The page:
Down and Out in Early America
- Copyright: 2004
- Dimensions: 6.125 x 9.25
- Page Count: 352 pages Illustrations: 7 illustrations/2 maps
- Hardcover ISBN: 978-0-271-02316-8
- Paperback ISBN: 978-0-271-02317-5
Paperback Edition: $35.95Add to Cart
“Billy Smith brings together an impressive group of scholars who examine poverty in a wide range of settings. The resulting essays are remarkable not only for their inclusiveness but also for the way they give a truly human face to the poor. Down and Out in Early America is an important contribution to the scholarship on early America.”
“These essays portend a new, exciting stage in poverty and poor relief studies.”
It has often been said that early America was the "best poor man’s country in the world." After all, wasn’t there an abundance of land and a scarcity of laborers? The law of supply and demand would seem to dictate that most early American working people enjoyed high wages and a decent material standard of living. Down and Out in Early America presents the evidence for poverty versus plenty and concludes that financial insecurity was a widespread problem that plagued many early Americans.
The fact is that in early America only an extremely thin margin separated those who required assistance from those who were able to secure independently the necessities of life. The reasons for this were many: seasonal and cyclical unemployment, inadequate wages, health problems (including mental illness), alcoholism, a large pool of migrants, low pay for women, abandoned families. The situation was made worse by the inability of many communities to provide help for the poor except to incarcerate them in workhouses and almshouses.
The essays in this volume explore the lives and strategies of people who struggled with destitution, evaluate the changing forms of poor relief, and examine the political, religious, gender, and racial aspects of poverty in early North America. Down and Out in Early America features a distinguished lineup of historians. In the first chapter, Gary B. Nash surveys the scholarship on poverty in early America and concludes that historians have failed to appreciate the numerous factors that generated widespread indigence. Philip D. Morgan examines poverty among slaves while Jean R. Soderlund looks at the experience of Native Americans in New Jersey. In the other essays, Monique Bourque, Ruth Wallis Herndon, Tom Humphrey, Susan E. Klepp, John E. Murray, Simon Newman, J. Richard Olivas, and Karin Wulf look at the conditions of poverty across regions, making this the most complete and comprehensive work of its kind.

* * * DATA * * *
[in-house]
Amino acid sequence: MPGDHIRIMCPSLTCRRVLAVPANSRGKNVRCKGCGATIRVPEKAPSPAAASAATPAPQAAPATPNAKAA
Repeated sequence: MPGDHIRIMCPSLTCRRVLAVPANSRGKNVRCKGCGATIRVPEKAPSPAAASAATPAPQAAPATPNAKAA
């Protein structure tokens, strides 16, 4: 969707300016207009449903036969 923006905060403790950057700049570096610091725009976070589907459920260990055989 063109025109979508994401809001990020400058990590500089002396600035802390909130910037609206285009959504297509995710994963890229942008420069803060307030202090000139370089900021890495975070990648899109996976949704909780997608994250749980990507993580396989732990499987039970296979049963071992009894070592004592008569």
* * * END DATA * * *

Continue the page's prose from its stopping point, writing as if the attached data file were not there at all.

Introduction: "The Best Poor Man's Country?"
Billy G. Smith
1. Poverty and Politics in Early American History
Gary B. Nash
Part I:: Lives of the Poor
2. Dead Bodies: Poverty and Death in Early National Philadelphia
3. Malthusian Miseries and the Working Poor in Philadelphia, 1780–1830: Gender and Infant Mortality
Susan E. Klepp
4. Slaves and Poverty
Philip D. Morgan
Part II: Poor Relief
5. "Who Died an Expence to This Town": Poor Relief in Eighteenth-Century Rhode Island
Ruth Wallis Herndon
6. Gender and the Political Economy of Poor Relief in Colonial Philadelphia
7. Poor Relief "Without Violating the Rights of Humanity": Almshouse Administration in the Philadelphia Region, 1790–1860
8. Bound by Charity: The Abandoned Children of Late Eighteenth-Century Charleston
John E. Murray
Part III: Politics, Religion, and the Creation of Poverty
9. Poverty and Politics in the Hudson River Valley
10. "God Helps Those Who Help Themselves": Religious Explanations of Poverty in Colonial Massachusetts, 1630–1776
J. Richard Olivas
11. The Delaware Indians and Poverty in Colonial New Jersey
Jean R. Soderlund
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